Sunday, 27 December 2009

90 - 'The Decay of the Angel' by Yukio Mishima

Please look to your left, dear reader (oh, alright, look to the left of this text; I don't care what you can see next to your laptop...). The lovely photo I took a few hours ago shows the complete 'The Sea of Fertility' tetralogy in all its wonderful glory (and, for some reason, in two different Vintage editions - that's the Book Depository for you). Today, about six months after finishing the first instalment, 'Spring Snow', I finally finished the fourth and final part, 'The Decay of the Angel'. Wow.

As our old acquaintance Shunsuke Honda nears the end of his life, he is looking back on how he has spent it and the events concerning the three doomed young people he has been involved with. One day, while walking on a Shizuoka beach, he comes across a look-out tower and, going inside for a look around, he meets a young man named Toru Yasunaga. Naturally, Honda sees an unusual birthmark under the young man's singlet and decides to adopt him, believing him to be the next incarnation of his friend, Kiyoaki Matsugae. But is Toru all he seems?

Toru certainly seems to be special (although for all the wrong reasons); he is egocentric, self-contained, cruel and possessed of an innate sense of his own worth in the world. While Honda seeks to mould the young man, playing with him to see if he (unlike his 'predecessors') can make it to his 21st birthday, Toru has his own ideas, slowly taking over control of the household and perverting events to his own ends. Within a few years, it is unclear who exactly is controlling whom...

In previous posts, I commented on the role of the seasons in the books, but I mainly focused on the background role of the seasons against the actions of the novel. However, the idea of seasons is, of course, a metaphor for the passing of Honda's years. 'The Decay of the Angel' marks the winter of Honda's existence, and it is (as is the case for many people) a harsh winter, full of bodily and mental frailty and atrophy. The title of this instalment of the series comes from a description in Buddhist lore of the passing of an angel: five signs of decay indicate the imminent death of an angel, including increased sweating from the armpits, a sudden shabbiness of attire and an inability to motivate oneself to move from the spot. By the end of the novel, Honda is not the only character in whom these signs can be seen...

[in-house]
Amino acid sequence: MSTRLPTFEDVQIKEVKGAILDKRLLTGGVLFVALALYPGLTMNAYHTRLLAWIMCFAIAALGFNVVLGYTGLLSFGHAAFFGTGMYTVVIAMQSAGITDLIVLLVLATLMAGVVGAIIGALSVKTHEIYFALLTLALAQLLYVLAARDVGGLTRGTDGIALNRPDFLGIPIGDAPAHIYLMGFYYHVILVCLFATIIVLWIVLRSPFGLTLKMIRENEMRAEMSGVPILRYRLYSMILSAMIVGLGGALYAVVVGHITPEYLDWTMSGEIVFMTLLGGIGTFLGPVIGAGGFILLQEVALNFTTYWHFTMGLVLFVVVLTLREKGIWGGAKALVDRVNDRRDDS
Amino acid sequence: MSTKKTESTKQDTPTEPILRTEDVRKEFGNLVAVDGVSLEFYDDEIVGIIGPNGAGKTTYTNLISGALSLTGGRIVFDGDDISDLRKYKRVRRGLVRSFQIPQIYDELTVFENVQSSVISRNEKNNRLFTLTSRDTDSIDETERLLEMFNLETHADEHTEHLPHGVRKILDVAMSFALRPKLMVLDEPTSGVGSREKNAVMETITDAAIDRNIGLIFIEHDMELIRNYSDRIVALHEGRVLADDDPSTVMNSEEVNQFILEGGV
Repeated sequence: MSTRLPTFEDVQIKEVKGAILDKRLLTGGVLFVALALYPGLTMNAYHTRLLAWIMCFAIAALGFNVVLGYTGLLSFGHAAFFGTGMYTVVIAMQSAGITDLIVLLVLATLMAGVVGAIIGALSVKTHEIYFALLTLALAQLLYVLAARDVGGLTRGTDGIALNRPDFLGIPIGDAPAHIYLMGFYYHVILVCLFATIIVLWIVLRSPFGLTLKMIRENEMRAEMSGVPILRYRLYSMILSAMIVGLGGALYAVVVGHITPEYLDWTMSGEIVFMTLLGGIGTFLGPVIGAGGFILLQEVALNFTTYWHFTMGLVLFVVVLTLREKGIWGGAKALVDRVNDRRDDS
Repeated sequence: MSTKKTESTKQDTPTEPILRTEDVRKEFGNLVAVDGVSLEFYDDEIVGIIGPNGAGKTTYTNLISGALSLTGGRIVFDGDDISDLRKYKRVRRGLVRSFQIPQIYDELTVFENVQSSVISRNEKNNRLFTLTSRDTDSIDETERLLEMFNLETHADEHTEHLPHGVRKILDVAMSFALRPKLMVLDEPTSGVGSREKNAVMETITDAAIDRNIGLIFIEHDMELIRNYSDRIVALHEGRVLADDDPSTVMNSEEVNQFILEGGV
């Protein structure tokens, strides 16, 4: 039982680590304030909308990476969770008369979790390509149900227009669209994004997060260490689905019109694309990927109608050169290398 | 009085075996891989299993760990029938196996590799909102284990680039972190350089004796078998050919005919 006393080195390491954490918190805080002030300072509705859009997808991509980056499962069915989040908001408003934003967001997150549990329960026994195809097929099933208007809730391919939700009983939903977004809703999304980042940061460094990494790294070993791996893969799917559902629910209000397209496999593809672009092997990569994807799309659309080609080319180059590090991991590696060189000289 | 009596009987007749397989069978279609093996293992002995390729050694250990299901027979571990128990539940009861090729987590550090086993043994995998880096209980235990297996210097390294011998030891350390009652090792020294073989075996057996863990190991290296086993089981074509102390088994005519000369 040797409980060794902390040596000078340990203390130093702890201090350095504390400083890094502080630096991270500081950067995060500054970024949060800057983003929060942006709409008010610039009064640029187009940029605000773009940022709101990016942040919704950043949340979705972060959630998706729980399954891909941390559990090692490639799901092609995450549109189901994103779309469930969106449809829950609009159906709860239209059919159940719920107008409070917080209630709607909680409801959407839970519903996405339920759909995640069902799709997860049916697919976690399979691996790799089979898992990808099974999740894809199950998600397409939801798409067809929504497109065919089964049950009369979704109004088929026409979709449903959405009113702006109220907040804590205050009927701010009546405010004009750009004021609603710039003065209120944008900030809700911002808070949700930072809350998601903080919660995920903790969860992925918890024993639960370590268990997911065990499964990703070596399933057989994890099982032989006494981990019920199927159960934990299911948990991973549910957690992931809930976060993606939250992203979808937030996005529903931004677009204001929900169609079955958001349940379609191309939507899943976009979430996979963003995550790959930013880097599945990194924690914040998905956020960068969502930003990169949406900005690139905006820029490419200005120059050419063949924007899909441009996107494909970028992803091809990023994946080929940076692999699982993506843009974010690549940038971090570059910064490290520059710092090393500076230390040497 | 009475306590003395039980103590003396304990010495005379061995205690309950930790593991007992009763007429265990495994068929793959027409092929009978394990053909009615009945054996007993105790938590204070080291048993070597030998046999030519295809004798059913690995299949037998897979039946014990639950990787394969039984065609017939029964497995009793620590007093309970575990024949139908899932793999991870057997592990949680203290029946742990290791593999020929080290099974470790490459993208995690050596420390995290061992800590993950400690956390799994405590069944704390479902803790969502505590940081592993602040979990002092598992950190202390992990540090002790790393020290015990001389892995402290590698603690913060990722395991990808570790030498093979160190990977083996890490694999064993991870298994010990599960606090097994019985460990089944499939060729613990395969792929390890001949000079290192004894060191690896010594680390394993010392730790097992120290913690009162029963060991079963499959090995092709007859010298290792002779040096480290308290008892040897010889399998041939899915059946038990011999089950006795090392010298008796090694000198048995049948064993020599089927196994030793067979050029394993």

The main intrigue of the book is the question of Toru's status: is he the reincarnation of the previous characters? While some of the signs are positive, there are some doubts: both Toru's date of birth and Ying Chan's exact time of death are uncertain, leaving the possibility that Toru was born too early. In addition, while Toru is certainly different (if by different you mean evil), is he really unique? Is he such a freak of nature that he is fated to die young?

As a novel in its own right, I doubt whether 'The Decay of the Angel' would quite cut it. It is far shorter than the first three books (perhaps because Mishima had something on his mind...), and the reader does get the feeling that the story, especially the mental conflict between Toru and Honda, could have been fleshed out more. However, as the denouement of the series as a whole, it works splendidly. With the doubts thrown up about Toru's status, Honda's whole existence is put under the microscope. Why has he spent so much of his life obsessing over Kiyoaki and his successors? Why has he become the cold, voyeuristic, secluded old man we see in this book?

The end gives us some of these answers but creates a whole host of others; on a visit to the Nara temple where Satoko, Kiyoaki's lover, shut herself away from the world, the dying Honda recreates Kiyoaki's painful pilgrimage of sixty years ago to obtain an audience with the abbess in an attempt to obtain some kind of truth or justification for all that has gone before. What actually confronts him... Well, you'll just have to read the book for yourself.

So what is it all about? Not a clue, but, in the countless rereadings this series will attract over the coming decades, I hope to get a glimpse of the ideas Mishima wove into his four-novel canvas. Reincarnation, the inevitable decay of earthly flesh (and society...), the recreation of the universe after every breath, every second, the nature of destiny, the lot of the unnatural or superhuman, the impossibility of sustaining perfect beauty in a less-than-perfect world... It cannot be described: it must be read.

Please do so.